Wednesday, March 17, 2010

We Need To Keep the Snowball Rolling

This article discusses many of the issues we've been dealing with here lately.

There have been more and more articles like this over the past week alone.

I would like to remind people that political and social momentum for a trend is kept up simply by people talking.

If the chatter continues, if people out there in the blogosphere, and on forums, and just with friends from church, and in letters to the editors at newspapers (and comments to priests and bishops)...start expressing their reservations with mandatory celibacy and the social structure of the seminaries and the corrupt yet dithering clergy, especially with reference to the gravity of the recent crisis, then the pressure will grow.

On the other hand, if people get apathetic or stop the debate or slip into complacency, then the moment will pass and the status quo will remain, and those parasites, ticks really, will continue sucking all the lifeblood out of our Holy Church.

It's up to you really. I'm working on possibly submitting some of my thoughts to a major newspaper as an op-ed, but winning the PR war is in many ways about who can shout louder without running out of breath. If we can contribute actual level-headed analysis to that, all the better, but the important thing is for people to make their dissatisfaction known.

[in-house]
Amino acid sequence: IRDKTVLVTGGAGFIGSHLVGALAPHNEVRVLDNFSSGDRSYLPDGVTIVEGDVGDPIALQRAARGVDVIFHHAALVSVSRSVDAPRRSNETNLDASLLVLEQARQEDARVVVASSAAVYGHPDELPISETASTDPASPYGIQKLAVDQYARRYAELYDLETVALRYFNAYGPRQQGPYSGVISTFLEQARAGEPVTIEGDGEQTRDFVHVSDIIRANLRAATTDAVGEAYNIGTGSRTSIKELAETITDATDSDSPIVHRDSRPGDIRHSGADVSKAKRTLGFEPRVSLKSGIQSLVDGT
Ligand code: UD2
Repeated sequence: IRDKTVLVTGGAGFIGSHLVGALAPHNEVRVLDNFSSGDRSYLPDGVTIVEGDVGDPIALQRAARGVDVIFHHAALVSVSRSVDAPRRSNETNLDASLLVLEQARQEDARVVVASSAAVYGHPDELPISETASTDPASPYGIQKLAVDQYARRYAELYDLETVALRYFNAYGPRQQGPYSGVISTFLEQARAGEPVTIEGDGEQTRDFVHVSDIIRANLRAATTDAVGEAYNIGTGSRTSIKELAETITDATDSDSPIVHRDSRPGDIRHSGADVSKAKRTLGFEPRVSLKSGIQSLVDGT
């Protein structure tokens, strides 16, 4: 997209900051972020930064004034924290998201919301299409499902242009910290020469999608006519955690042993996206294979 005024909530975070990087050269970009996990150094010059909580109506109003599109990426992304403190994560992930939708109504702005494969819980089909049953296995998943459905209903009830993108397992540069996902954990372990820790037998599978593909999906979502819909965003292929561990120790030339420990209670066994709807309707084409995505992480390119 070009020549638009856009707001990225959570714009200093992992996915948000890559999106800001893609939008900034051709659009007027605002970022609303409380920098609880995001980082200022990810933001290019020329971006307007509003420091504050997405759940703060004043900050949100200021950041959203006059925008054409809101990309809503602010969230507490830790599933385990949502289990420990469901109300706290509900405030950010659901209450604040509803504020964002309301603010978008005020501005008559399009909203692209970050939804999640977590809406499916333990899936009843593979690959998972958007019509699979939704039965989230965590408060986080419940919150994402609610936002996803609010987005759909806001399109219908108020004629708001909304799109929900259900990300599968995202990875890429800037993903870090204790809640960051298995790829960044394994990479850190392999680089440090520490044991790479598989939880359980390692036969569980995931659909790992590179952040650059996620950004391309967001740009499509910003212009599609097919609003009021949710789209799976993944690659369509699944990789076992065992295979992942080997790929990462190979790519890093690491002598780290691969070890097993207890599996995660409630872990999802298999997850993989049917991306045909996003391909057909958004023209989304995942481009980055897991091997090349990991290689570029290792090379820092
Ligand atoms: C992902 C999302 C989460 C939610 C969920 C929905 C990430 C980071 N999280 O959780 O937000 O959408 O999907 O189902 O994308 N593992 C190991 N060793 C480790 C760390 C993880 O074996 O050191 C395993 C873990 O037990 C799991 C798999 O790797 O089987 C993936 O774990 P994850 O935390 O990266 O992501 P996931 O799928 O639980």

Yes, even if this means people disagree with you. Even if it means you get "shouted down" in a comment box or kicked out of a forum online. Ooooo, big deal. You'll have the satisfaction of knowing that their reaction is not really anger at you for holding the idea, but rather terror that the people who hold these ideas are finally revealing themselves.

They'd rather pretend you didn't exist, they'd be happier in a world where you were shamed into silence thinking you were the only one, where the facade of a united front was maintained. That the mere discussion of the idea sends them into such an apoplectic fit proves it. Don't let them cow or bully you into silence anymore.

Breaking the stigma of holding these perfectly legitimate ideas is a task you can contribute to today just by leaving a comment on some neocon or trad blog or forum expressing your reservations about the clerical status quo. Stand up and be counted! Put them on the defensive, don't just sit back and let them control the direction of the spin due to peer pressure.